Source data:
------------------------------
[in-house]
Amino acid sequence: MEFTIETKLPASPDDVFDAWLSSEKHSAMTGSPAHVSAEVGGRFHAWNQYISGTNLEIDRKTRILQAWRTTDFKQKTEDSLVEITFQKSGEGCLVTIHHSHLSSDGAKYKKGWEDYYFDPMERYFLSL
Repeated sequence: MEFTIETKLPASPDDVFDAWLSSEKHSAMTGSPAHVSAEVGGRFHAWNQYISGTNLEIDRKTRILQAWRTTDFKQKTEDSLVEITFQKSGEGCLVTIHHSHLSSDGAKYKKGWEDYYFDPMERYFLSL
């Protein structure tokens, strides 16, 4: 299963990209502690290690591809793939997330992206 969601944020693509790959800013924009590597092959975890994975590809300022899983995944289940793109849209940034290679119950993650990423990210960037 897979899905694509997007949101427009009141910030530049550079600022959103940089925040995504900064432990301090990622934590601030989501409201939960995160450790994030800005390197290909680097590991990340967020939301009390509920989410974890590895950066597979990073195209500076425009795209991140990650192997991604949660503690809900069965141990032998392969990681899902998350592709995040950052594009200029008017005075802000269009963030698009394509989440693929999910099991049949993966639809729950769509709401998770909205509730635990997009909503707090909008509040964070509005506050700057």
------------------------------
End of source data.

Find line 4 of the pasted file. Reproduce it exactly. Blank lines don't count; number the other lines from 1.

């Protein structure tokens, strides 16, 4: 299963990209502690290690591809793939997330992206 969601944020693509790959800013924009590597092959975890994975590809300022899983995944289940793109849209940034290679119950993650990423990210960037 897979899905694509997007949101427009009141910030530049550079600022959103940089925040995504900064432990301090990622934590601030989501409201939960995160450790994030800005390197290909680097590991990340967020939301009390509920989410974890590895950066597979990073195209500076425009795209991140990650192997991604949660503690809900069965141990032998392969990681899902998350592709995040950052594009200029008017005075802000269009963030698009394509989440693929999910099991049949993966639809729950769509709401998770909205509730635990997009909503707090909008509040964070509005506050700057």